Want Financial Independence? Forget Passion. Do What You’re Good at | Briefing v10
From the time we’re in grammar school, we’re told our primary objective in school, university, and life graduation is to “find your passion.” Once you find your passion, you pursue it for the rest of your days and will likely evolve into financial independence. However, we argue this one-size-fits-all template for your education, work career, and life is hardly universal for everyone; in fact, for many people, this approach may be exactly the wrong predication for one’s ideal pursuit(s).
Why? Good question. Here’s our contention:
The underlying presumption is that everyone has a subconscious, life-calling passion. While this is certainly true for many, it is far from an absolute truth for every single individual. A not insignificant segment of the population would certainly agree they have activities or hobbies they enjoy, however don’t have or identify with any passions. This presumption also implies that absolutely whatever one’s passion about, can be monetized and transferred into a sustainable, even lucrative, career.
For example, consider post-grads, an overwhelming segment of which feels a frustrating sense of lack of direction and inability to identify a strong, singular ‘passion’ on which to predicate their entire career. Coincidence? Perhaps. Let’s assume that every single person is born with a subconscious, life-calling passion. How is everyone supposed to identify their passion before starting college, when they have to declare a major, begin taking major-specific coursework, applying for major-specific internships during sophomore year, and apply for major-related jobs before even graduating; if they haven’t even identified what their passion is yet? Is it even possible to learn what your passion is by the time you’re 18 years old, when you’ve barely any life experience yet to determine how you want to spend the next 40+ years of your adult life pursuing? How about after graduating from college, after you’ve spent your entire life up until then in school, with maybe a couple entry-level part-time jobs and internships?
There is also no correlation between passion and talent, skill, expertise, or capability whatsoever. Passion may inspire motivation, discipline, and will to allocate time, effort, and capital in a pursuit. However, it is with strong reason that venture capitalists do not factor ‘passion’ into a potential investment’s viability for success over time. Watch any episode of ABC’s ‘Shark Tank’ for the recurring theme of investors declining to even make a private equity offer on the basis despite an entrepreneur’s demonstrable passion for their business and willingness to put in the necessary time and effort. Passion in no way correlates to profits, revenue growth, user growth and adoption, market penetration, industry disruption, and more.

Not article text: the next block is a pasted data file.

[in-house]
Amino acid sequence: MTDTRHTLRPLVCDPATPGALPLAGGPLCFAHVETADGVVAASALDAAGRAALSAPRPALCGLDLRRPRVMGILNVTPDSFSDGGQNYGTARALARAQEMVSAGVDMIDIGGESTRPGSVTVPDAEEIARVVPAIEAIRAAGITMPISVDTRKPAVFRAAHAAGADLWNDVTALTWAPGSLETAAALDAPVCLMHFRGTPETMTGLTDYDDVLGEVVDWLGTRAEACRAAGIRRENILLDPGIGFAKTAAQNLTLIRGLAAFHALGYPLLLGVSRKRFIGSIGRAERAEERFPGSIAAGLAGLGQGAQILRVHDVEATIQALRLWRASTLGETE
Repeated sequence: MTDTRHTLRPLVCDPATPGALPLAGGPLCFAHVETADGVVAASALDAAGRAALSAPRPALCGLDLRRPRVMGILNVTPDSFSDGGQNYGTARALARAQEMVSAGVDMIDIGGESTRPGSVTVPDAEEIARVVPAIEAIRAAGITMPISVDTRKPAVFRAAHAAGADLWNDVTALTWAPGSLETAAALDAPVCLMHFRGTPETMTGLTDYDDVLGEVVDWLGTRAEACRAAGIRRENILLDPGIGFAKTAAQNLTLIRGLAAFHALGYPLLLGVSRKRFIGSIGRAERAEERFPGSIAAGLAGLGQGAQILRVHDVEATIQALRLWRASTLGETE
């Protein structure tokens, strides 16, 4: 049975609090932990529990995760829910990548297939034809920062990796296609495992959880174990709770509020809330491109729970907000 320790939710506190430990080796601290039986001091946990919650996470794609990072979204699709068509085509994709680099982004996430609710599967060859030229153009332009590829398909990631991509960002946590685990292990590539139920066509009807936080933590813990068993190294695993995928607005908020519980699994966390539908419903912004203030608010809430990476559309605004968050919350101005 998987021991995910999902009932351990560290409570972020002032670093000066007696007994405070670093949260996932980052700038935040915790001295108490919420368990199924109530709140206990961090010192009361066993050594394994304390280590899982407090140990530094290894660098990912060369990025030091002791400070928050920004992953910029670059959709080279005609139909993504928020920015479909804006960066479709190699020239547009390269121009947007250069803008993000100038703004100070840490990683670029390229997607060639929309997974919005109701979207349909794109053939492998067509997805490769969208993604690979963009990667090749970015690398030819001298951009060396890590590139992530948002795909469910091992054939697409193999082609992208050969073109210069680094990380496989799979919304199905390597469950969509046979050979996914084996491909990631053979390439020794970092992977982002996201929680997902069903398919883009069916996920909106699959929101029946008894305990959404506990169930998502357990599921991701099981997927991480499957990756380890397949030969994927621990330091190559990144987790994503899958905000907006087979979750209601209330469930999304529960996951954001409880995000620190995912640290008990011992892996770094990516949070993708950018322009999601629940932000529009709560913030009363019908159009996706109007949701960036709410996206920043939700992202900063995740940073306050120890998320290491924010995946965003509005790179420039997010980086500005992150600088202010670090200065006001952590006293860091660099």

Get a job at a bank or a commercial lender, and your boss may tell you, ‘A lot of people will come in looking for a loan so they can pursue their passion. That’s great, but they usually don’t last long. Give a loan to the guy who’s starting a boring business that makes money. In fact, the more boring the business, the better.’ It may be a cliché, but it’s true. Running a laundromat, manufacturing inexpensive plastic bottle caps, and other get-your-hands-dirty ventures aren’t glamorous businesses, but they are consistently reliable year-over-year and the most likely to enable financial independence.
Passion is an emotion. Business isn’t personal, but passion often is. Just because you’re fascinated or sentimental about something, this emotional feeling does not necessitate other people share the same sentiment as well. Any successful investor, entrepreneur, or businessperson will tell you that making decisions based on emotion is probably not a good idea.
Passion is a great attribute, especially if it’s in something you’re naturally gifted or highly skilled in. But this is a best-case scenario that is far from applicable for everyone. If you’re passionate about something you’re not very good at, maybe that shouldn’t be your primary focus for the next 40+ years. But that doesn’t mean it wouldn’t be a great hobby or something fun to do during free time! However, if you’re good at something you’re not passionate about, which we believe is the case for many people, you have an amazing opportunity to build and improve upon something you’re probably already above average in relative to others. There’s a funny saying, that doing something you’re good at can ultimately lead to you to become passionate about it. Though that may not always be the case, success begets success, and can snowball your interest, discipline, and energy towards a pursuit you had never even considered (props, Mike Rowe).
Originally published at https://www.moneyredpill.com on December 30, 2019.